obligations for payment or make payments from public funds only as
    authorized by law or ordinance.

    The Illinois Supreme Court has upheld a statute providing for issuance of some bonds,
    which stated that if the General Assembly did not appropriate enough money to pay the bondholders, that statute would act as an irrevocable, continuing appropriation of money for that purpose. - People ex rel. Ogilvie v. Lewis, 49 Ill. 2d 476, 274 N.E.2d 87 (1971).

    Excerpted from: 1970 Illinois Constitution Annotated for Legislators
    5th Edition December 2018
    Publication 427


  25. - Oswego Willy - Thursday, May 13, 21 @ 2:23 pm:

    === If likelihood of default is truly the main driver of ratings, then IL should be AA given the constitutional protection bond holders have.====

    Then that would collapse the racket.

    Until ratings factor in constitutional realities, it’s merely a racket.


  26. - City Zen - Thursday, May 13, 21 @ 3:20 pm:

    ==If likelihood of default is truly the main driver of ratings==

    It’s not. There’s pace of spending growth, long term liability burden, debt and pension considerations, etc. Maybe the Comptroller’s Office can petition the ratings agencies to base their ratings 100% on what happened in the past and state constitutional provisions. Then the market can decide if that is sufficient.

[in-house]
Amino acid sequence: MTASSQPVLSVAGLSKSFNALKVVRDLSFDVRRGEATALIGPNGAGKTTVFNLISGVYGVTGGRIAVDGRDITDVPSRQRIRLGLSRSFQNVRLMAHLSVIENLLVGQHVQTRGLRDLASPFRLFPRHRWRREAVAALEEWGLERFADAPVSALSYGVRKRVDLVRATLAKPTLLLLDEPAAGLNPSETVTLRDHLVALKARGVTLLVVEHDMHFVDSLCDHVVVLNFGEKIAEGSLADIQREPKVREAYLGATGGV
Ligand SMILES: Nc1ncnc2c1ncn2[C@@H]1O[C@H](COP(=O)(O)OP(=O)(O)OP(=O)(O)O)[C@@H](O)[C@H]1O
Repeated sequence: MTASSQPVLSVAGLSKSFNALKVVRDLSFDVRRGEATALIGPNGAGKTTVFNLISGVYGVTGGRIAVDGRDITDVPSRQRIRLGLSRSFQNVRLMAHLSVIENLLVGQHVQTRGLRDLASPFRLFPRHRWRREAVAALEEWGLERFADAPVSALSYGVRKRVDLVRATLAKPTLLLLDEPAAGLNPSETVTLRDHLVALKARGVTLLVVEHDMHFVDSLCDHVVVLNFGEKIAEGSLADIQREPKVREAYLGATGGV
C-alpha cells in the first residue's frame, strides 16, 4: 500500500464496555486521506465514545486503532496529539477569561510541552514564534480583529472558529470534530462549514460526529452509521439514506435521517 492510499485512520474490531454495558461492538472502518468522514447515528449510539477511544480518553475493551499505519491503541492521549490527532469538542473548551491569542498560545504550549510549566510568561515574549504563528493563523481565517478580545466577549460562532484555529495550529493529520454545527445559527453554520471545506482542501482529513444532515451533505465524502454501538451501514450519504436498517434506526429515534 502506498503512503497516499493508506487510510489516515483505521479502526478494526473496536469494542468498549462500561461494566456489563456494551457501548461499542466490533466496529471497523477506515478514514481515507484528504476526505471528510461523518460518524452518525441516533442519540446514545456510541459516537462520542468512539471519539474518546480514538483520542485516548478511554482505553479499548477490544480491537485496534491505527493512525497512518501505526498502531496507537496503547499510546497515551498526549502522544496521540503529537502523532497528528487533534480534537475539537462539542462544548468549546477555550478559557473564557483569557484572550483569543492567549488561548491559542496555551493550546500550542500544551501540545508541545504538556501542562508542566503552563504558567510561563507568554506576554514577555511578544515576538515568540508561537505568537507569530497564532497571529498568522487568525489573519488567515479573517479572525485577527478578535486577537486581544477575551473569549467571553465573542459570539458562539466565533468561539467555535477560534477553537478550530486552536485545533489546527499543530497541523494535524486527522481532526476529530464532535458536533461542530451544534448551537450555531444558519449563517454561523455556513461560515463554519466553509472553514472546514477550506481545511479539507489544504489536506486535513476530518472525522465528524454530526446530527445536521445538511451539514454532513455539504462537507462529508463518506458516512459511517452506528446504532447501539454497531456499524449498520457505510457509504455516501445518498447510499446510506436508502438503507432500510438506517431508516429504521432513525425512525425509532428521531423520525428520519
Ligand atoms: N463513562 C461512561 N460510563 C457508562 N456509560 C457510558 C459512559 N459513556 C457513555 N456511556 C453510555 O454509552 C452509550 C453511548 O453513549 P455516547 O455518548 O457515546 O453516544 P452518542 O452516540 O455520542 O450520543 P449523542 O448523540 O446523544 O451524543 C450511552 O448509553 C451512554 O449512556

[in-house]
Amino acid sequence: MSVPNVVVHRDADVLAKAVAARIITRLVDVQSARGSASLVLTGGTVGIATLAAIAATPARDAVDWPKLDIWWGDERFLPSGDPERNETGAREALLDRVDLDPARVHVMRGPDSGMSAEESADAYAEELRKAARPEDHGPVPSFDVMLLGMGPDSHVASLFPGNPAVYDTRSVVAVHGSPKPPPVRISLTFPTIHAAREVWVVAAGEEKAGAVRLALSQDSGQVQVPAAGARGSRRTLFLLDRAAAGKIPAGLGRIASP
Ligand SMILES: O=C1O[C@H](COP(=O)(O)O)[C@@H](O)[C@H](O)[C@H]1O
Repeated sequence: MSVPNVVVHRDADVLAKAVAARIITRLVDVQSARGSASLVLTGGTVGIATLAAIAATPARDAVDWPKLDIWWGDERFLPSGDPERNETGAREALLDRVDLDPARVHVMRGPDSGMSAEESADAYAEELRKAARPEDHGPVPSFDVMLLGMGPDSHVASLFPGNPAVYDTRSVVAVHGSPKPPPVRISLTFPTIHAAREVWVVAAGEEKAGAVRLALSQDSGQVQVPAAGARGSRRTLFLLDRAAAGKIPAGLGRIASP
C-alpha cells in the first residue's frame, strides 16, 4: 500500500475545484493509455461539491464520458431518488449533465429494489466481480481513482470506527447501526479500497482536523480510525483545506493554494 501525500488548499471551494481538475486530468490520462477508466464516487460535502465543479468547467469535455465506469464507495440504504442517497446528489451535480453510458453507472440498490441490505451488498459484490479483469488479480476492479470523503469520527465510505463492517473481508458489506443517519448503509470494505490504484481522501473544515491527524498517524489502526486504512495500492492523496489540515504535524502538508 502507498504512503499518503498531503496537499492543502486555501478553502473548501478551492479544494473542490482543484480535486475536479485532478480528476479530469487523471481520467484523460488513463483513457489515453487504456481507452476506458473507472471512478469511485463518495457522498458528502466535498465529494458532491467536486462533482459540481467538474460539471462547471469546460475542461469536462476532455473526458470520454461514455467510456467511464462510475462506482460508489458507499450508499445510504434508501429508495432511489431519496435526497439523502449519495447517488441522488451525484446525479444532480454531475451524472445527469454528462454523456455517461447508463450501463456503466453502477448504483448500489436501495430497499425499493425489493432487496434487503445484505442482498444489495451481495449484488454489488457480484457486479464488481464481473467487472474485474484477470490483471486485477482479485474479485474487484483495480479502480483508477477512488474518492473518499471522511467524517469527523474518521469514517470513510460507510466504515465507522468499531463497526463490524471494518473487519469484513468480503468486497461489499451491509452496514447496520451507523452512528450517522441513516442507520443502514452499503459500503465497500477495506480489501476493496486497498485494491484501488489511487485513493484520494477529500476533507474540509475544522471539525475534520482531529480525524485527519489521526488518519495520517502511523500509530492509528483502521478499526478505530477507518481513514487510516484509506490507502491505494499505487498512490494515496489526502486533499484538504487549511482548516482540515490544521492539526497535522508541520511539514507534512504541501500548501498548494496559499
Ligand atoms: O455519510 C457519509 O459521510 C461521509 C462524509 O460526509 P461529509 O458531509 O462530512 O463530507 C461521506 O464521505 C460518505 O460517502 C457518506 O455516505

https://www.fitchratings.com/research/us-public-finance/us-public-finance-tax-supported-rating-criteria-27-03-2020


  27. - Oswego Willy - Thursday, May 13, 21 @ 3:23 pm:

    === It’s not.===

    And neither is the constitutional aspect you like to constantly ignore as you point “look over here” but seemingly fail to recognize the realities of that pesky constitution and paying but… “ratings are more”

    You go with that. It’s a racket.


  28. - Steve Polite - Thursday, May 13, 21 @ 4:25 pm:

    City Zen,

    I beg to differ.

    According to Investopedia.com “How are Bonds Rated”:
    “A bond rating is a grade given to a bond by a rating service that indicates its credit quality. The rating takes into consideration a bond issuer’s financial strength or its ability to pay a bond’s principal and interest in a timely fashion.”

    While financial strength is a consideration, for IL the ability to pay is guaranteed in the constitution. There is zero risk of default. This fact should be the overarching consideration. OW is right. Not considering IL’s constitutional requirement to pay bond debt and rating IL a higher risk, makes the ratings game a racket.


  29. - City Zen - Thursday, May 13, 21 @ 4:43 pm:

    ==you like to constantly ignore==

    I didn’t write the ratings agencies’ rules. It’s their formula, not mine.

    If the state feels constitutional guarantees should comprise 100% of any agency rating, then the state should demand the agencies change their formula. Until then, all those factors you feel are less important are otherwise integral to their equations.